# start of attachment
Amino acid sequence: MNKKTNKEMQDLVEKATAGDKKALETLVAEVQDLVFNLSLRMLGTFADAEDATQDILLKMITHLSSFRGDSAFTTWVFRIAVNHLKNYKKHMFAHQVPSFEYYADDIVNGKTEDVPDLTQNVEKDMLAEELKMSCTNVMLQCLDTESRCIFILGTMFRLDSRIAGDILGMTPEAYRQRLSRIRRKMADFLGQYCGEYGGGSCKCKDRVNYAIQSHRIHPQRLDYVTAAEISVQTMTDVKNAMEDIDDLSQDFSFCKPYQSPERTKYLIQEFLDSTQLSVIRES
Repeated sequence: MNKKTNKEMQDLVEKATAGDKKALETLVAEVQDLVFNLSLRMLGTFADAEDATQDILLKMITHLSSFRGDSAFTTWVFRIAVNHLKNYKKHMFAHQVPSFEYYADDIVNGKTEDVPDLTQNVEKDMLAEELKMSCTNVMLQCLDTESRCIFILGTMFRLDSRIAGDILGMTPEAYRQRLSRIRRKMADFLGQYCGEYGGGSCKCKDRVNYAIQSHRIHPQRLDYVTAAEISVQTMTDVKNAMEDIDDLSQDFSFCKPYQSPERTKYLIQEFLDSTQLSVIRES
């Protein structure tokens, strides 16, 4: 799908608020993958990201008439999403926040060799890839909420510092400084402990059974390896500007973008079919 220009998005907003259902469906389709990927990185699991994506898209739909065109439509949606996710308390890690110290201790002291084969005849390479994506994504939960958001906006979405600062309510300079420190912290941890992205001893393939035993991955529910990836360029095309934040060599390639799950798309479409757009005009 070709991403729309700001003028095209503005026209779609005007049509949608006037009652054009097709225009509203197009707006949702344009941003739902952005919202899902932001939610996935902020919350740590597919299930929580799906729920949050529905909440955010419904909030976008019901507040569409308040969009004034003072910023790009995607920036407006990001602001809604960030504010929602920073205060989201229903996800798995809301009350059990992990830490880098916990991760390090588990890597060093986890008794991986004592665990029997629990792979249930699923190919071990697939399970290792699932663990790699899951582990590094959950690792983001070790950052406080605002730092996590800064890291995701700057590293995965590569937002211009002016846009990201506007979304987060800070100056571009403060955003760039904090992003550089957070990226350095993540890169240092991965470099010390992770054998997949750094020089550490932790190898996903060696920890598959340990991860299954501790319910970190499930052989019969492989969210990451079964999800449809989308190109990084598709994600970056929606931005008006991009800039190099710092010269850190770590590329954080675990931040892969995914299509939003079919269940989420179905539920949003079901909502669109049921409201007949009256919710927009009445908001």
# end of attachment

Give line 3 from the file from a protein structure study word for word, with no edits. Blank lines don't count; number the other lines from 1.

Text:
């Protein structure tokens, strides 16, 4: 799908608020993958990201008439999403926040060799890839909420510092400084402990059974390896500007973008079919 220009998005907003259902469906389709990927990185699991994506898209739909065109439509949606996710308390890690110290201790002291084969005849390479994506994504939960958001906006979405600062309510300079420190912290941890992205001893393939035993991955529910990836360029095309934040060599390639799950798309479409757009005009 070709991403729309700001003028095209503005026209779609005007049509949608006037009652054009097709225009509203197009707006949702344009941003739902952005919202899902932001939610996935902020919350740590597919299930929580799906729920949050529905909440955010419904909030976008019901507040569409308040969009004034003072910023790009995607920036407006990001602001809604960030504010929602920073205060989201229903996800798995809301009350059990992990830490880098916990991760390090588990890597060093986890008794991986004592665990029997629990792979249930699923190919071990697939399970290792699932663990790699899951582990590094959950690792983001070790950052406080605002730092996590800064890291995701700057590293995965590569937002211009002016846009990201506007979304987060800070100056571009403060955003760039904090992003550089957070990226350095993540890169240092991965470099010390992770054998997949750094020089550490932790190898996903060696920890598959340990991860299954501790319910970190499930052989019969492989969210990451079964999800449809989308190109990084598709994600970056929606931005008006991009800039190099710092010269850190770590590329954080675990931040892969995914299509939003079919269940989420179905539920949003079901909502669109049921409201007949009256919710927009009445908001």